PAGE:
But the Mail can reveal the practice of withdrawing food and fluid by tube is being used on young patients as well as severely disabled newborn babies.

One doctor has admitted starving and dehydrating ten babies to death in the neonatal unit of one hospital alone.

Writing in a leading medical journal, the physician revealed the process can take an average of ten days during which a  baby becomes ‘smaller and shrunken’.

The LCP – on which 130,000 elderly and terminally-ill adult patients die each year – is now the subject of an independent inquiry ordered by ministers.

The investigation, which will include child patients, will look at whether cash payments to hospitals to hit death pathway targets have influenced doctors’ decisions.

Read the whole thing, but here’s a snip:

Bernadette Lloyd, a hospice paediatric nurse, has written to the Cabinet Office and the Department of Health to criticise the use of death pathways for children.

She said: ‘The parents feel coerced, at a very traumatic time, into agreeing that this is correct for their child whom they are told by doctors has only has a few days to live. It is very difficult to predict death. I have seen a “reasonable” number of children recover after being taken off the pathway.

‘I have also seen children die in terrible thirst because fluids are withdrawn from them until they die.

‘I witnessed a 14 year-old boy with cancer die with his tongue stuck to the roof of his mouth when doctors refused to give him liquids by tube. His death was agonising for him, and for us nurses to watch. This is euthanasia by the backdoor.’

This is what Democrats believe about health care. When the government runs health care, health stops being about curing sickness and starts being about buying votes. Suddenly, free abortions, breast enlargements, in vitro fertilization, drugs to calm down fatherless children, contraception, HIV/AIDS all become priorities. There are some people out there who want government to pay for the health effects of their own immoral / reckless choices, and that’s what government-run health care is really about. Enabling certain lifestyles that require health care subsidies so those people can live “as good as” traditional morality lifestyles. It’s interesting to note that in countries that have government-run health care, like Canada, doctors and nurses are regularly forced to act against their consciences to murder rather than cure. It’s no surprise because socialists in the Soviet Union and Nazi Germany have essentially the same view of conscience as modern leftists like the Democrat Party.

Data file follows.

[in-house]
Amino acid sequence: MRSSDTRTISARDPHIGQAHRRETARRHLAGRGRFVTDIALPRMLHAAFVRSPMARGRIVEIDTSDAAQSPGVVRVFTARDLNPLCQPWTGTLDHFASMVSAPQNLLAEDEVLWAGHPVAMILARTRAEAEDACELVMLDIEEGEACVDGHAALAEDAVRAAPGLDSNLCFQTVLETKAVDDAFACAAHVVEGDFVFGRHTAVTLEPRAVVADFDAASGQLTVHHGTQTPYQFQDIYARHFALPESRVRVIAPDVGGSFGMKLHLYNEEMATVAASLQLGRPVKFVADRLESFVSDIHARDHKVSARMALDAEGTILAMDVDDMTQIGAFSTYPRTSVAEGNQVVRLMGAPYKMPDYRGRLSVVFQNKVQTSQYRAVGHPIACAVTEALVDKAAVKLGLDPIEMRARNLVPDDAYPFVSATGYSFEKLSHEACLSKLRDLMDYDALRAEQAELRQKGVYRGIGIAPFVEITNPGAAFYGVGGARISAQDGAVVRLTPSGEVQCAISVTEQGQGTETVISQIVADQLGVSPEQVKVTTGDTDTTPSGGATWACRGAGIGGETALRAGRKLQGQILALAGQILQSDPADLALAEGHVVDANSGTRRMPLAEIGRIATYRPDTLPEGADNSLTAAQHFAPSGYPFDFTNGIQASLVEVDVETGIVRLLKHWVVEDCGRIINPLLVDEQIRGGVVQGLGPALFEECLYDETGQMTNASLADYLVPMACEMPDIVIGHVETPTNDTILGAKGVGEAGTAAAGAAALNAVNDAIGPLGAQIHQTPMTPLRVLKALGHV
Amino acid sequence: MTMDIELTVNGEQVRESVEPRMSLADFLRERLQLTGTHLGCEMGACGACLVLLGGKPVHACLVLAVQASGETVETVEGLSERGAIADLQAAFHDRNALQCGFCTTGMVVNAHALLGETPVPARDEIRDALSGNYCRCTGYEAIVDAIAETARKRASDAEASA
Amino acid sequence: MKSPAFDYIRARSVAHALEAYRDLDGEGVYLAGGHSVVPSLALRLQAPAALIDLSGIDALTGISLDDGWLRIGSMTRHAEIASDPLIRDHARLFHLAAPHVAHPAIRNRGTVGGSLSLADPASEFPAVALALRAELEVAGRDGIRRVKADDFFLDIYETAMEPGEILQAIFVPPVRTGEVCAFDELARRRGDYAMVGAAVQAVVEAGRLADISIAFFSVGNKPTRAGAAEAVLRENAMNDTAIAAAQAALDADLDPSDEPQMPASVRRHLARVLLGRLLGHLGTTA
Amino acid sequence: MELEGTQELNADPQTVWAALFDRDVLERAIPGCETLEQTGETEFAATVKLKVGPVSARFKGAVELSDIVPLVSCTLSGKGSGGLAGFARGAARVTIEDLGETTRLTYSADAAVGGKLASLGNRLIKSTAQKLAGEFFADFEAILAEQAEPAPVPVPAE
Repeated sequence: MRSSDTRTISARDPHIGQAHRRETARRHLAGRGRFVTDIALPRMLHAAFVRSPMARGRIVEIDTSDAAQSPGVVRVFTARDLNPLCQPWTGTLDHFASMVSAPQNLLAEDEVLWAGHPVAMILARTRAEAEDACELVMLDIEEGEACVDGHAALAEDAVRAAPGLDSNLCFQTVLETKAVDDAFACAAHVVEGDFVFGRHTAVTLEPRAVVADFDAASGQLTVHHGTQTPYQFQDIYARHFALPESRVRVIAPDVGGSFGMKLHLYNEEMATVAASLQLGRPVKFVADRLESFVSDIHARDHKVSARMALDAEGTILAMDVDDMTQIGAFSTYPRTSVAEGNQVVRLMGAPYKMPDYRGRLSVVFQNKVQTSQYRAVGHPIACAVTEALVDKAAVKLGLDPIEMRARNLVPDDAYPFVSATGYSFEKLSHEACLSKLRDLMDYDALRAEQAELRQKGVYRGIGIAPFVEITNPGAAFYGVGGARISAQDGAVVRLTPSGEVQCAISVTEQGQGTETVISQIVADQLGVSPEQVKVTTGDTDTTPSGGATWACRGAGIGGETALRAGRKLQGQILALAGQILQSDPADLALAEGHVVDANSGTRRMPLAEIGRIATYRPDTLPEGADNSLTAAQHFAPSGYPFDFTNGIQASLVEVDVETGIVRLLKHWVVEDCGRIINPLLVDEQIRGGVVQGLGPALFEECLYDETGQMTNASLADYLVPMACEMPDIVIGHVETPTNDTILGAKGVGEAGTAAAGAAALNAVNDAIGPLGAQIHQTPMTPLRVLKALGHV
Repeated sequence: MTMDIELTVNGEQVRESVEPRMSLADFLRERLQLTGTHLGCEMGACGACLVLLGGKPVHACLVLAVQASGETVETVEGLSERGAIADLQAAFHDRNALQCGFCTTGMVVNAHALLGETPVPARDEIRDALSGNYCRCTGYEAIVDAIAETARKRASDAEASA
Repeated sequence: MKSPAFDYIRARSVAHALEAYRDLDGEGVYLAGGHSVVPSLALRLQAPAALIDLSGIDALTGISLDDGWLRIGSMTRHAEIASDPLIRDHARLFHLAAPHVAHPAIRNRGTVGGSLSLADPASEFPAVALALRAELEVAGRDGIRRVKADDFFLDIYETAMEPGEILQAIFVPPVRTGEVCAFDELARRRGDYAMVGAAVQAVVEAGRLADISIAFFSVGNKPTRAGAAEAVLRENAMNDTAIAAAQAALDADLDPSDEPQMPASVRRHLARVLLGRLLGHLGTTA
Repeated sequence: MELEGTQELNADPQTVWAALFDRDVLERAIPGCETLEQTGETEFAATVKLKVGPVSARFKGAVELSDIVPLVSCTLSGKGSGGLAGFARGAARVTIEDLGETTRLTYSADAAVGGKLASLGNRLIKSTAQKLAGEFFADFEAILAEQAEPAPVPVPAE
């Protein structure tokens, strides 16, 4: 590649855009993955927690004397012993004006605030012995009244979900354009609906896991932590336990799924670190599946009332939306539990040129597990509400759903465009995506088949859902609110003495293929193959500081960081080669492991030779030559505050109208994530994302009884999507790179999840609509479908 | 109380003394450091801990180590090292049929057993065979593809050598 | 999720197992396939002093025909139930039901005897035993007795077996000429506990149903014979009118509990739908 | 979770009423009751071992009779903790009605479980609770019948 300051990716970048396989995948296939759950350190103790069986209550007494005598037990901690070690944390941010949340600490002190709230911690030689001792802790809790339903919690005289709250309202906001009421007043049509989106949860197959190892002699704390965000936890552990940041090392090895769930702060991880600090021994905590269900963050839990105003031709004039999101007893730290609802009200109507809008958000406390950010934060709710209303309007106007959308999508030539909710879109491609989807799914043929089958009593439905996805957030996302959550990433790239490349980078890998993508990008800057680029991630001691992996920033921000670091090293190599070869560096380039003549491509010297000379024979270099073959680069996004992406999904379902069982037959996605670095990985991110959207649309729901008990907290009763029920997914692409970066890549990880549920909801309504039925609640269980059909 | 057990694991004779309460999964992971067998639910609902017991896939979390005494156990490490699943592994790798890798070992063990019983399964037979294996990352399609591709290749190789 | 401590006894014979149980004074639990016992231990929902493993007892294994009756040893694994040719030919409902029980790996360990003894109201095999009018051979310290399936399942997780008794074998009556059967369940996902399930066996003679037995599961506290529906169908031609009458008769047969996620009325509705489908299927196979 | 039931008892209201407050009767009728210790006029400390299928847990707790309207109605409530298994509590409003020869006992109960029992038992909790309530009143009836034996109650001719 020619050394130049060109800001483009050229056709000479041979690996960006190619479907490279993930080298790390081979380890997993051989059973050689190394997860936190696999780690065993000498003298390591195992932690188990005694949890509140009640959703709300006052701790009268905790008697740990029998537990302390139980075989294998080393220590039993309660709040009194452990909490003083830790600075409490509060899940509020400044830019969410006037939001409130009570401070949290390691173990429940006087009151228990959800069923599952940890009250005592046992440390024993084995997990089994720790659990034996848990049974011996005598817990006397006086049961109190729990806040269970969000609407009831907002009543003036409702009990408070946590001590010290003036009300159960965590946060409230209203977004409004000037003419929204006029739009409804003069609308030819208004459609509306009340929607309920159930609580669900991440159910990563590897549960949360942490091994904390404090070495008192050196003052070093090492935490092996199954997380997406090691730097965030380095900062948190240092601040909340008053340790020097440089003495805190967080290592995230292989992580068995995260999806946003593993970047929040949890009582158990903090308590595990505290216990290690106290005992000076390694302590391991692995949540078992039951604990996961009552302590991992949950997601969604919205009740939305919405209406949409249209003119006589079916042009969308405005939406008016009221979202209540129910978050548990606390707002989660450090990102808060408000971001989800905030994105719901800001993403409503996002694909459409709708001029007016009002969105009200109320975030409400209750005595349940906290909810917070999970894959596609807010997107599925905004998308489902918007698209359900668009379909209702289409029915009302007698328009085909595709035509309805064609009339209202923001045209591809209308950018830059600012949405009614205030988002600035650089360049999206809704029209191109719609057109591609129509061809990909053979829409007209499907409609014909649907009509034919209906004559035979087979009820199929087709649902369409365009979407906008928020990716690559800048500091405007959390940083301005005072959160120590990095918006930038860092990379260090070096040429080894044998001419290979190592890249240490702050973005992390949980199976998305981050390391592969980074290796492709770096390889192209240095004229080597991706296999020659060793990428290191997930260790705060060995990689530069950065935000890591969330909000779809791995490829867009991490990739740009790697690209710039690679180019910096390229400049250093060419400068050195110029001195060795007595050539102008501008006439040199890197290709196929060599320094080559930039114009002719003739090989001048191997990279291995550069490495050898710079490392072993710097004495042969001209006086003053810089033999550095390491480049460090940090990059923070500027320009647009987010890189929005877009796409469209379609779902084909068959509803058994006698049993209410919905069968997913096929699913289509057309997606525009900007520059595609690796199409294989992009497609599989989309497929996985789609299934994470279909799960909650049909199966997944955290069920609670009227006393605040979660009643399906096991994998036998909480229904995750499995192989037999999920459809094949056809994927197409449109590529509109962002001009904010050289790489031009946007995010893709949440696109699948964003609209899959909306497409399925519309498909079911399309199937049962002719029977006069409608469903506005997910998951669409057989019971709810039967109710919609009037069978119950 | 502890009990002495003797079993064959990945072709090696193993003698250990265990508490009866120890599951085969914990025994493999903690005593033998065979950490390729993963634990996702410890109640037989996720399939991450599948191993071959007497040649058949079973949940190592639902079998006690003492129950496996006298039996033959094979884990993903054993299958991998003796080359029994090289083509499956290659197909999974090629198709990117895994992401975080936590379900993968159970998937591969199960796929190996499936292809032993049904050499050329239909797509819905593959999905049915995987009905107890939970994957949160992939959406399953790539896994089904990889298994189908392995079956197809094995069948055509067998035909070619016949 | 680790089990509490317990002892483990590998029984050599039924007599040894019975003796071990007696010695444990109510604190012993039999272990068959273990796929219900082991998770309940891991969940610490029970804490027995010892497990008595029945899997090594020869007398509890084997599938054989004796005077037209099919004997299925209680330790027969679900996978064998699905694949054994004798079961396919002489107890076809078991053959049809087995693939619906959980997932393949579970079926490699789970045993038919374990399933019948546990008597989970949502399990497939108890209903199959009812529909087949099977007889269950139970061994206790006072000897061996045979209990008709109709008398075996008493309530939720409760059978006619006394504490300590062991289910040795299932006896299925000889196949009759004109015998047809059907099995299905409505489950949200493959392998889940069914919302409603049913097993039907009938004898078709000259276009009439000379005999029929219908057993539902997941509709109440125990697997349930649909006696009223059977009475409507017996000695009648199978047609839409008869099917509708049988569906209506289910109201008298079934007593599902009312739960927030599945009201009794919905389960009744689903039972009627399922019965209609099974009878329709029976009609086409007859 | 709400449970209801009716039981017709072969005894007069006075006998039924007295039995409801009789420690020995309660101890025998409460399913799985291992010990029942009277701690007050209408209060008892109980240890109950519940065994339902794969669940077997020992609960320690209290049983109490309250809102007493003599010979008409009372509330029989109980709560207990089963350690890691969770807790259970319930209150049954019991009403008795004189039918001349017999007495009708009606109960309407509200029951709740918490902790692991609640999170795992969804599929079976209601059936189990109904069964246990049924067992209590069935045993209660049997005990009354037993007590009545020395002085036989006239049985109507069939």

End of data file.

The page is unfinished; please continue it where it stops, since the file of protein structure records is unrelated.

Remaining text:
There isn’t enough money for us to pay people to voluntarily incur health care costs (and other social costs) with their immoral / irresponsible choices. But that’s exactly what happens when you make everything “health care” and then make it “free” in order to buy votes from people like Sandra Fluke. What Democrats do is look for groups that need subsidies or validation and they offer it to them with taxpayer money and laws prohibiting dissent. They essentially take the complete anti-freedom point of view on every question. They hate liberty, and love power. The want to control others and to be adored by those who depend on their benevolent redistribution of other people’s money.